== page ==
Night of the Girondists, or Breaking Point (De Nacht Der Girondijnen)
NIGHT OF THE GIRONDISTS, or BREAKING POINT (De Nacht der Girondijnen)
Novel by Jacques Presser, 1957
Night of the Girondists is a work of fiction, although both the main character and the events portrayed in the novel bear striking resemblance to the person and experiences of the author, Jacques (or Jacob) Presser. First published in The Netherlands in 1957, Night of the Girondists appeared in English translation the following year. The English translation has also appeared under the title Breaking Point.
As the novel opens, it is mid-1943, and the narrator and main character, Jacques Suasso Henriques, is interned in the penal barracks of the Westerbork transit camp in the east of The Netherlands, where he is frantically attempting to record how he got there, or to make the "figures add up." He has tried to write it all down twice before but without success, and this is to be his final attempt.
In the beginning of his recounted story, it is obvious that Henriques, a secular Dutch Jew of distant Portuguese descent, feels himself more Dutch than Jewish. In fact although Henriques hates the Germans, he also hates the Jews attempting to flee them. He now belongs to the ranks of this accursed people, despite the fact that his mother was a convert to Protestantism (and even applied, unsuccessfully, to the Dutch Nazi Party) and his father had renounced his family's practice of the Jewish faith.
Henriques traces much of what has happened to him—and, more important, what he has become—to his experiences teaching at the Jewish Lyceum in Amsterdam, and in particular to a meeting with Georg Cohn, one of his students. Cohn is the son of the "uncrowned king of Westerbork," the head of the camp's Jewish administration. In early 1943 Georg confided to Henriques that he too hated the Jews but that he knew they were all doomed to a common fate. He then offered his teacher a position with his father at Westerbork: as Georg saw it, the naive and unsuspecting Henriques could shield himself from this fate only by accepting his offer.
Henriques returned to his teaching position in Amsterdam, although each day students went missing and never returned. Following an incident involving a student whose mother had been arrested the night before, Henriques quits his job in disgust and decides to work at Westerbork. He becomes the adjutant to Siegfried Israel Cohn, the "Blond Beast" of Westerbork. As such, he is a member of the Jewish SS (Ordedienst ), the group of men that assists with the transports from Westerbork to Auschwitz and other eastward destinations. His primary responsibility, however, as stated by Cohn, is to "grow hard as iron, hard as concrete," or else board the train.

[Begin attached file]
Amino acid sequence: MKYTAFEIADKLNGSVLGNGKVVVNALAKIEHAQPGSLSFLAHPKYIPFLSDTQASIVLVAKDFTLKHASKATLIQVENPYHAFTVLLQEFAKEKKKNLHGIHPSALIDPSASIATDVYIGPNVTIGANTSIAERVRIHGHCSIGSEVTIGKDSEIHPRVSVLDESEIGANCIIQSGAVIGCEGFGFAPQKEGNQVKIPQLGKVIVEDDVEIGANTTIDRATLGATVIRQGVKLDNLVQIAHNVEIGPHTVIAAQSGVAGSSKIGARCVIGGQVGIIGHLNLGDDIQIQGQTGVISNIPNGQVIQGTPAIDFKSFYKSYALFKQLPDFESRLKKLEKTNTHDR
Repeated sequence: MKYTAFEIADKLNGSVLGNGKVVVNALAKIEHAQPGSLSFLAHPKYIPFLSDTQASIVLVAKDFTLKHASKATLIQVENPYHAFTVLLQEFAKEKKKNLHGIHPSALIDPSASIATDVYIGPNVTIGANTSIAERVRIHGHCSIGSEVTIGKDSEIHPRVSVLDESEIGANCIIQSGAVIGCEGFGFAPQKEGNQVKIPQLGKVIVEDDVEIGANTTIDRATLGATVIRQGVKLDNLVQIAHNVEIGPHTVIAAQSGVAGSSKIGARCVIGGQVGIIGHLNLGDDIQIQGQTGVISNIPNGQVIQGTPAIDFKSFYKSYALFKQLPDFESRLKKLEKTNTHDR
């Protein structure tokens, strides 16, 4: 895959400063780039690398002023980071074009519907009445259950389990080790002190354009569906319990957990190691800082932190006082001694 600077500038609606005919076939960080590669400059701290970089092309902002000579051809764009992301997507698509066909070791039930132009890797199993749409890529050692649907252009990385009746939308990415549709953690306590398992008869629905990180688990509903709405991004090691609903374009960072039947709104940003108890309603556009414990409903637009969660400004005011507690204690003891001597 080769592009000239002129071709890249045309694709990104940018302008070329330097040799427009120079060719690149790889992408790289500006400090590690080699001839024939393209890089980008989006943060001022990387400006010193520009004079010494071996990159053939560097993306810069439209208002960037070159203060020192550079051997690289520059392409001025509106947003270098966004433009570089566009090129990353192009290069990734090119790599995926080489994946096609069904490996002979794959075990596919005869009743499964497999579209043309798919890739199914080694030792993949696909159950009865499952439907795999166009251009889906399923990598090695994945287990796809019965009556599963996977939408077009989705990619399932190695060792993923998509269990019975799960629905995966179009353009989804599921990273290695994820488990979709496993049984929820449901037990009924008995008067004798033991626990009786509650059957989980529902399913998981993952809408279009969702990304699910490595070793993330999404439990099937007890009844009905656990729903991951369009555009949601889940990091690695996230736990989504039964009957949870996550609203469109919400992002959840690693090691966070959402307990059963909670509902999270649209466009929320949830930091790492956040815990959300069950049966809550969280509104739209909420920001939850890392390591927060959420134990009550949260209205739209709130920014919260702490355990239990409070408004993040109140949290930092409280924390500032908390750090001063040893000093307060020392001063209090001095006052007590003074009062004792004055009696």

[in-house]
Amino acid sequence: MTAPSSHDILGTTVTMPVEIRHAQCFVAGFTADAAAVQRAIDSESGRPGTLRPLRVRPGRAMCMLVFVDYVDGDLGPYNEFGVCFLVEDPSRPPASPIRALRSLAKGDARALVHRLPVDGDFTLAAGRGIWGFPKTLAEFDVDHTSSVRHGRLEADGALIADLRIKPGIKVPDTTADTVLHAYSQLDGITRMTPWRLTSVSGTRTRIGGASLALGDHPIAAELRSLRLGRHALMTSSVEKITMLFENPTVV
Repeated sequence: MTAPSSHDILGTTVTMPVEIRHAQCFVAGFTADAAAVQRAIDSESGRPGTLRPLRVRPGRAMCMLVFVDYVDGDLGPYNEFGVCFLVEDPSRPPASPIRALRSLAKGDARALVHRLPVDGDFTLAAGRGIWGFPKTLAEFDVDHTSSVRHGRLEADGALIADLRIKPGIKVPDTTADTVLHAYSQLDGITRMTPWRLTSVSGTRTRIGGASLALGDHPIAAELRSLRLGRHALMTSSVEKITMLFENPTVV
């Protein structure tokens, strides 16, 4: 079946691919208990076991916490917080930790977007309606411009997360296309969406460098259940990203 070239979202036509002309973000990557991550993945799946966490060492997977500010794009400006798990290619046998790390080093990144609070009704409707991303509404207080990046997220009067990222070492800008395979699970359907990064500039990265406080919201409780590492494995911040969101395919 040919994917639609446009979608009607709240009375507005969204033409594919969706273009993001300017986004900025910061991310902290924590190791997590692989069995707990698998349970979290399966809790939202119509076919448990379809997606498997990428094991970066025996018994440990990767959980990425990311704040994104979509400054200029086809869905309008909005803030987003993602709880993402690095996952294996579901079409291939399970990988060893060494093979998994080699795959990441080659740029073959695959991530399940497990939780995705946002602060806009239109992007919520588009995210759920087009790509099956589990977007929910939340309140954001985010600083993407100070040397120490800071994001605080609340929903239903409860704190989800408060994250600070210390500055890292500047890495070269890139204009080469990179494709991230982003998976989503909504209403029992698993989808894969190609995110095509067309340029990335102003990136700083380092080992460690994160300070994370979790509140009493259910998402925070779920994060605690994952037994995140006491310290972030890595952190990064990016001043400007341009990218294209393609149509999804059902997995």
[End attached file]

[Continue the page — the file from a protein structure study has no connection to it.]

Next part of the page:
Henriques describes one disturbing encounter after another: the incredible terror brought about by the arrival of the trains, the constant administrative haggling over the deportation list, the language used to mask the horrible realities of the situation, the crazed behavior of those called for transport, and, most devastating, the roundup and deportation of his former students, including one that he was "completely crazy" about. Henriques must constantly reaffirm the current state of his existence: though someone reading his story may think him mad, he is not. If he were, then at least the awful things his eyes have seen could be attributed to delirium and the ravings of a lunatic.
In the course of his stay in Westerbork, Henriques had become close with one of his barrack-mates, a man by the name of Jeremiah Hirsch. Through his relationship with Hirsch, whom he calls "the Rabbi," Henriques becomes less of a Jew-hater, learning, for the first time in his life, Jewish prayers and readings. It is this relationship that leads him to confront both Cohn and everything he represents. In the final pages of the novel, the reader learns that Henriques' bold act against Cohn and in defense of Hirsch and his religion has caused Henriques' internment in the penal barracks.
The reader last encounters the narrator the night before he is scheduled to leave on a transport. He has finished writing and is kept company by Dé, the wife of a former colleague at the Jewish Lyceum, who was sent to the Westerbork penal barracks after she was arrested during a check of identification papers on the train. She too is scheduled to leave on the next day's transport but not before she has smuggled Henriques' writings out of the camp. Dé, who reaffirms Henriques' identity as a Jew, also reveals the final destination of their transport and, thus, their ultimate fate as Jews under German occupation.
In exploring these events and themes as experienced through the eyes of a former outsider to the Jewish community, Night of the Girondists succinctly but forcefully examines the wartime situation of Dutch Jews. Henriques, Cohn, and Hirsch demonstrate the various behaviors and reactions that were possible, and their actions demonstrate how, in the face of increasing German persecution and Dutch complicity, ethical and religious concerns often collided with the sheer struggle for survival. The historical context selected by Presser for this struggle is particularly poignant: during the four-month period of early March to late July 1943, 19 trains carrying 34,000 people left Westerbork for Sobibor, where all but a few Dutch Jews were killed upon arrival.
—Jennifer L. Foray